w/ Sweatlands and Secret Guest
Fri. April 8
9 p.m.
Tin Roof

The origins of the Sin City band run all the way back to the early 1990s, when Spartanburg singer-songwriter/guitarist David Ezell relocated to the Holy City. “There was a little club called Cumberland’s,” Ezell says, “and they had a band in there every Tuesday night. I happened to say to the owner if that band ever quit and he needed something a little different, would he give me a chance? And about a month later, he called and said the band told him they were going to wrap up the Tuesday night, and what I came up with was that I wanted a band to play old country music.” So along with singer Johnny Puke (a punker, if you couldn’t figure that out, and Tin Roof bartender), guitarist Bill Kendall, bassist Ben Edwards, drummer John Etheridge, and pedal-steel player Charlie Thompson, Ezell put together Sin City, a band that specialized in the rough-and-ragged country of the late 1960s. “The name Sin City comes from a Gram Parsons song about Las Vegas, but we really didn’t do Gram Parsons,” Ezell says. “The idea was to go back and do songs by the people who influenced Gram Parsons.” In fact, there was a specific song that served as Ezell’s stopping point. “We drew the line at Charlie Rich’s ‘Behind Closed Doors,'” he says. “And I hated doing it, because I’m a big Charlie Rich fan, but that was kind of the beginning of the Billy Sherrill-produced country songs with strings. So I just had to say no.” But perhaps time has mellowed Ezell and company somewhat. “We’re thinking about working in ‘Behind Closed Doors’ for these upcoming shows, and maybe we’ll even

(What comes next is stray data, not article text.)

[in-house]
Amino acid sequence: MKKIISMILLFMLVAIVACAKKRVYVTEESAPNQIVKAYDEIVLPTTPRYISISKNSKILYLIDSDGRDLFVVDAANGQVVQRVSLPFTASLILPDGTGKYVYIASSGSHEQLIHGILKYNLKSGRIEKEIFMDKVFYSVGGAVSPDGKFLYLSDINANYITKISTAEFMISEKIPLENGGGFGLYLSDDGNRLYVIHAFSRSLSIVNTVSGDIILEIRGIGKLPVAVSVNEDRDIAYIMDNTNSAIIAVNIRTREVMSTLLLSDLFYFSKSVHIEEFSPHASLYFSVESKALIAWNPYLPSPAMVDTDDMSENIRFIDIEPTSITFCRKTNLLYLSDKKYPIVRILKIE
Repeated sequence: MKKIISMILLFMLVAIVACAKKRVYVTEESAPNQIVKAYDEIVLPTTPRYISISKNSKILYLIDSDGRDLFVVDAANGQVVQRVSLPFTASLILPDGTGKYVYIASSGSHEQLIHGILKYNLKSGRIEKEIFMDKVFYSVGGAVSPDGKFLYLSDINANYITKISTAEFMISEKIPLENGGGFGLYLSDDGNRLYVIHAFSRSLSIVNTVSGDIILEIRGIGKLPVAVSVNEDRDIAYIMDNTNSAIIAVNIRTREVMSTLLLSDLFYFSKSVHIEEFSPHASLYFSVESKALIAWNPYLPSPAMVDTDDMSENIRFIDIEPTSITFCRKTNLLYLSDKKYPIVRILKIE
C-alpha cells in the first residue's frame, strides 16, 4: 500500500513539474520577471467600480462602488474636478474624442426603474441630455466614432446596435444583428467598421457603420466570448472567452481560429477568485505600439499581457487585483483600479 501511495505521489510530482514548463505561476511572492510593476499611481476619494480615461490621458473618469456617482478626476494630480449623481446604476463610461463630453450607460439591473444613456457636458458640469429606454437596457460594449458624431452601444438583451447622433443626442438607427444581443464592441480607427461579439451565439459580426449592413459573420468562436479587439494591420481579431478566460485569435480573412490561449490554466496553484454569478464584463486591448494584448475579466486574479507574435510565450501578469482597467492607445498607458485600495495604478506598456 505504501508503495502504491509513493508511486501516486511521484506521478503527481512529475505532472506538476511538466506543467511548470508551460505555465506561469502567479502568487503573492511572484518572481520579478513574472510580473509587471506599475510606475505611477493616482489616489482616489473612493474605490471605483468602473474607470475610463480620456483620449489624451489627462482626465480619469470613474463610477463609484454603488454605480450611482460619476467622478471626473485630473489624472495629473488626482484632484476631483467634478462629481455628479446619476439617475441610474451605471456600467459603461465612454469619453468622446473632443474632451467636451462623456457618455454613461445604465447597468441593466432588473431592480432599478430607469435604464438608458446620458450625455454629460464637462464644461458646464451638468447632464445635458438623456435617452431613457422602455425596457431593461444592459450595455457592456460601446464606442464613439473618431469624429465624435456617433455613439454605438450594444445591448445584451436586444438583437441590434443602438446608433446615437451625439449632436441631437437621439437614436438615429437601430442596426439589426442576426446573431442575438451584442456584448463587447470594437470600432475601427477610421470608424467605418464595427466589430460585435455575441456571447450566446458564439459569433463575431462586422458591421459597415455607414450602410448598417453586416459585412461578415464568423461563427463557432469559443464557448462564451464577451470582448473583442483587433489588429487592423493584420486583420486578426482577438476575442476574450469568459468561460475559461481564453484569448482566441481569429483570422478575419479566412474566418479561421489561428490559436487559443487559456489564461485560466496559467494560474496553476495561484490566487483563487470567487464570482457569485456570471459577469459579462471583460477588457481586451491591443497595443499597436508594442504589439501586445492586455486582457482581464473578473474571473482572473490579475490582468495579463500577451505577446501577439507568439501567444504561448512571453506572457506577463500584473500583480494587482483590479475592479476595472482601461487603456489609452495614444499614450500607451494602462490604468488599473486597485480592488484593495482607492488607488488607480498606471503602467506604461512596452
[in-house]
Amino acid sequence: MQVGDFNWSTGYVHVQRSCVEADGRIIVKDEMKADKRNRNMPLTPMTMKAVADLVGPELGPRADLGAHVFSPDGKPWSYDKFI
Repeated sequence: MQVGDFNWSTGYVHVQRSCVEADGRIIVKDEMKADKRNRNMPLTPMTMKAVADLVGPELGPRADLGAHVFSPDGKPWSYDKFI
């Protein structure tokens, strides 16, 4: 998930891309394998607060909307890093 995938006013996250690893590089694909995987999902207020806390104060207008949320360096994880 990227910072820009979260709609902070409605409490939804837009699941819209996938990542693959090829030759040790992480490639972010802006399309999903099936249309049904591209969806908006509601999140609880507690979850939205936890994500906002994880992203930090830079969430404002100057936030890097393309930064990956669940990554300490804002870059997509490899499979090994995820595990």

do some Gram Parsons songs,” Ezell says with a laugh.
—Vincent Harris

Fri. April 8
10 p.m.
Home Team BBQ, Sullivan’s Island

Asheville’s Fireside Collective plays a hybrid style of acoustic music that leans just as heavily on folk melodies and progressive experimentation as it does on traditional bluegrass. So it’s natural to assume that the band has gotten some flak from the infamously cranky old-school wing of bluegrass players, but you’d be wrong. “I was expecting to run into a bit more of backlash,” says Fireside singer/guitarist Jesse Iaquinto. “Maybe it’s just the venues that we’re choosing. We tend to play a lot of breweries and bars that have more eclectic music instead of just strictly bluegrass. Every once in a while, you’ll hear a little comment like ‘Where’s the banjo’, but not much.” Besides, the band looks to artists from all over the acoustic spectrum for inspiration, and Iaquinto says that even some “traditional” players liked pushing the boundaries back in the day. “People like Sam Bush and Bela Fleck were kind of like the bridge between the original traditional end and the more progressive stuff,” he says. “But now they play everything across the board. Even Earl Scruggs of Flatt and Scruggs, one of the original bluegrass bands, started to branch off in the late ’50s and add drums and do a little more out-of-the-box bluegrass stuff while still maintaining that traditional foundation.” Folks like that have been a huge influence on Fireside Collective. Iaquinto says, “We’ve styled ourselves as a group that keeps bluegrass and roots music at the center of what we do, but it can sway from one direction to another.” —Vincent Harris FRIDAY